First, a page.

Jackie attended from age 7 the Yu Jim Yuen's Training Academy to study Peking Opera in Australia (his parents had previously worked as janitors at the Hong Kong French embassy), and that he entered the film industry in 1971 to work as an extra or stuntman. After Fearless Hyena hit (1979), Jackie broke his contract and left for the greener pastures of Golden Harvest, but Lo used his Triad connections and started having thugs sent to the set to threaten Jackie. With the help of 'One-Arm-Swordsman' Jimmy Wang Yu, the Triad affairs were taken care of and Jackie remained with Golden Harvest. To propel Jackie beyond Asia, GH then sent Jackie to the States to do a Hollywood movie - The Big Brawl - which unfortunately flopped everywhere, be it Asia or America, as Jackie did not have much say in fight choreography and editing. Ego bruised, Jackie returned from the States an angry man. [...] The rest of the 80s was regarded as the heyday of Hong Kong fighting movies, with Jackie and Sammo clearly leading the pack. Jackie's 2nd Hollywood outing in 1985's The Protector also ended in failure, and Jackie decided to concentrate on the Asian market. HK made hits like Wheels On Meals, Police Story I & II, Armour of God, Project A II and Dragons Forever etc established Jackie's 'kungfu superstar' reputation and made 'Cheng Long' (rather than Jackie Chan) a household name in Asia, just as famous and familiar as Bruce's 'Li Xiao Long'. A generation of people grew up watching his 70s (even the Lo Wei ones) and 80s hits. To them, 'Cheng Long' is already big enough to qualify as an international superstar, Hollywood or no Hollywood. [...] A slight change became of Jackie's movies, and henceforth, Jackie Chan movies were never the same as before. Change isn't always bad, and a change is might as well to increase Jackie's screen time. Movies like Twin Dragons, Police Story III , City Hunter and Crime Story each had their unique moments. [...] In the mid and late 90s, Jackie reckoned instead of going America (again) to make Hollywood movies where he had no control, why not modify his HK movies to make them seem like Hollywood movies? This certainly seems to be the answer as he went to great lengths to court the global white market. A drastic change became of his HK movies: a predominantly Caucasian cast, English dialogue, foreign locations (outside Asia), large-scale set pieces and vehicular stunts, and abolishing of end fights. The fans who grew up watching his 80s hits were disappointed with Rumble in the Bronx, and again with the following year's First Strike, and again with the following year's Mr Nice Guy and again and again…In their respective years of release, these pseudo Hollywood movies drew amazing box-office, and probably the box-office success misled Jackie into thinking that this was the right move. These movies were important though, because their predominantly English dialogue and their near global distribution helped Jackie gained more international fans. Keeping his Asian fans satisfied remained a priority, though no longer the main one. Having found official global stardom, Jackie is detemined not to lose his hard earned international fans. Looking back at these movies now, they were merely the 'flavours-of-the-month' hits, which one forget after leaving the cinema. [...] The US posters for these movies are a joke, reflecting the US distributor's sloppy treatment of Jackie's HK movies. The end result? With the butchered versions, US mainstream audience are still not fully attracted (and understandably so) to the Asian icon. And the man himself, misled by the local box-office success and the general impression of Western takeup of his earlier works, continued to churn out movies like Who Am I, disappointing his Asian fans even further. Rush Hour was Jackie's real Hollywood comeback movie. It was a smash hit in the US, collecting US$130 million. It then seemed that Jackie finally had his American dream come true. Critics claimed Rush Hour's success is due more to Chris Tucker than Jackie Chan. It certainly seemed this might be true when Shanghai Noon came out and bowed out with a mere US$50 million. With the exception of Rush Hour 2 (again with Chris Tucker), The Tuxedo and Shanghai Knights enjoyed respectable, but unspectacular box-office success, confirming views that Jackie had not really made it to the Hollywood big league.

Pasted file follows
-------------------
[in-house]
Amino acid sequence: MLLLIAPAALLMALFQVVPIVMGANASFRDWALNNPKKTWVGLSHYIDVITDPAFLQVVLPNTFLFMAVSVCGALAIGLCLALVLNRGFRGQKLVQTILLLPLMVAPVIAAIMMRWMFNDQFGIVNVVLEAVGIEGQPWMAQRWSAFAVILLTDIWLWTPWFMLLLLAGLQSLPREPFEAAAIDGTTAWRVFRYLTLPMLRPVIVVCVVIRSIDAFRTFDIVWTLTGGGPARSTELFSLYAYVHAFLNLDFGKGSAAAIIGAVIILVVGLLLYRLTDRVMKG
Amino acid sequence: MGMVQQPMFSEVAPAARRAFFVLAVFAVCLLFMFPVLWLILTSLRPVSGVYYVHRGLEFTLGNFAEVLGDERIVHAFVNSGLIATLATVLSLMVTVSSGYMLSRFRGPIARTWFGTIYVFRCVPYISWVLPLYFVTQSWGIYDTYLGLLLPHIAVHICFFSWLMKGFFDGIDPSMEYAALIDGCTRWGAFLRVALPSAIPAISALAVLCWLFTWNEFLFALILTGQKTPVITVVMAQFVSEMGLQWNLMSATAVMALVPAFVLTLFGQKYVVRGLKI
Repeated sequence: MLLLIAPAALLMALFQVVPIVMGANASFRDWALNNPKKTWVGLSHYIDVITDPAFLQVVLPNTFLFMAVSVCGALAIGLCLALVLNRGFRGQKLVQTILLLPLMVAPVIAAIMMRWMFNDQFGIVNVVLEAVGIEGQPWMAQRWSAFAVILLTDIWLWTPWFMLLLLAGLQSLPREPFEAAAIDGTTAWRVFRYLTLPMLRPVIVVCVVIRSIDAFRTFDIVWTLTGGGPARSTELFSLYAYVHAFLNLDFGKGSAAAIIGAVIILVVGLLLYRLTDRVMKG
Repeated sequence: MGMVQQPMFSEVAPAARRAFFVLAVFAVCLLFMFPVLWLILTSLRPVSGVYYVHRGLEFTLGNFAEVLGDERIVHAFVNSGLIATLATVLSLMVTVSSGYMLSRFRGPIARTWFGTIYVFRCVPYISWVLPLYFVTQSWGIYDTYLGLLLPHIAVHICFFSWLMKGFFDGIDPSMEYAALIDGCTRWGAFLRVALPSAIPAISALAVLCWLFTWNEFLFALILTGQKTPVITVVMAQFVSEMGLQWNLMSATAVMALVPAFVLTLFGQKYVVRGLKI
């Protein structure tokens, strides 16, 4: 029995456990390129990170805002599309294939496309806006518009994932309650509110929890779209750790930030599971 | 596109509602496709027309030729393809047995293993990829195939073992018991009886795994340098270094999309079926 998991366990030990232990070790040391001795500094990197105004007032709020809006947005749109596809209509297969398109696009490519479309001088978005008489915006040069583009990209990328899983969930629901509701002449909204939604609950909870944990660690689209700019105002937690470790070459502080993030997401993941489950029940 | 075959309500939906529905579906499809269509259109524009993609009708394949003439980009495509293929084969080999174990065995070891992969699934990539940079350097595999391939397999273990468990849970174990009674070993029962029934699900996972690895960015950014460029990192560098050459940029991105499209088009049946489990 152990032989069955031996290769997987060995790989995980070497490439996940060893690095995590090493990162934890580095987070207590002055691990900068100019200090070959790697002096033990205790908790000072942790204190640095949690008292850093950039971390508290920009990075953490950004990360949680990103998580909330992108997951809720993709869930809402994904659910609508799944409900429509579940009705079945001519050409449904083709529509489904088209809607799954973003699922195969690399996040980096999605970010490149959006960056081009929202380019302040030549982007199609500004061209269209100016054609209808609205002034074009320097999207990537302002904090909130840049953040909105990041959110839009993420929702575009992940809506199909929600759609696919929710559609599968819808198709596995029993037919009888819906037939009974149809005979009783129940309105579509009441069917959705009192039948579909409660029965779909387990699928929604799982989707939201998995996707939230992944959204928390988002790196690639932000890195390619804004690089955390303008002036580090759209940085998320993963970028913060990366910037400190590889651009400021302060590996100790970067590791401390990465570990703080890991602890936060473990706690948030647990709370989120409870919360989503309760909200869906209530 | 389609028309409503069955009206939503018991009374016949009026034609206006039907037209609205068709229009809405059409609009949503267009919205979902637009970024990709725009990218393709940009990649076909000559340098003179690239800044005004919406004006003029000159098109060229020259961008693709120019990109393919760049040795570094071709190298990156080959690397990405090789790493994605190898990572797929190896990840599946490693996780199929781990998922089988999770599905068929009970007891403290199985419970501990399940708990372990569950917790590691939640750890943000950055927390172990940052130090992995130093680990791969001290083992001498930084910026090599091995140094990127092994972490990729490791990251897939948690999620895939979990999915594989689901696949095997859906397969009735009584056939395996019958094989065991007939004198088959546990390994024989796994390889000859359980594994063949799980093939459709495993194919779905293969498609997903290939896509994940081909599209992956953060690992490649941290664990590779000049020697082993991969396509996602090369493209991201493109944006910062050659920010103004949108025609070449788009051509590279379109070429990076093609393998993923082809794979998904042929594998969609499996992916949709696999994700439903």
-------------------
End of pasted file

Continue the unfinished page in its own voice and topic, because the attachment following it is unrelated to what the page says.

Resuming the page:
In closing, here's an excerpt from The Sydney Morning Herald dispatch from Phnom Penh, 30 Apr 2004:

Jackie Chan, the action star from Hong Kong and newly appointed UN goodwill ambassador, says he might shoot a movie in Cambodia."First, I was joking, but now I'm taking it seriously," Chan told reporters after meeting with Cambodia's Prime Minister Hun Sen.

He said he had "a very good conversation" with Hun Sen about the possibility of filming in the impoverished nation. "When I go back (to Hong Kong) I will think about the script. I'm sure I'm coming back very quickly. I will see how to make a film in Cambodia," he said.

Chan - a box-office star of Hollywood and Chinese-language movies for more than 20 years - was recently appointed a goodwill ambassador for the United Nations' Children's Fund and UN AIDS agencies. He did not say what sort of movie he might make in Cambodia.

But Eang Sophalleth, a Hun Sen spokesman, said Chan told the leader that the script should reflect the struggle for happiness by people who have been affected by conflict and disease.

"The prime minister has welcomed and supported Jackie Chan in making a movie in Cambodia ... to help the world be safer from the danger of land mines, unexploded ordnance and HIV/AIDS problems," he said. During his stay, Chan met with HIV/AIDS victims, visited a land mine rehabilitation centre, and toured Cambodia's famed Angkor Wat temple.

Jackie Chan with Cambodian stars Prep Sovath (left) and Pon Sreykouyt (right) at International Peace Bridges concert, Phnom Penh, November 2009.
Jackie Chan greeted at his arrival to Phnom Penh Hotel with collaborator Willie Chan, April 2004.

Tags: celebrities in Angkor, movies, HIV, landmines, film incentives, looted art, Khmer art, martial arts, bokator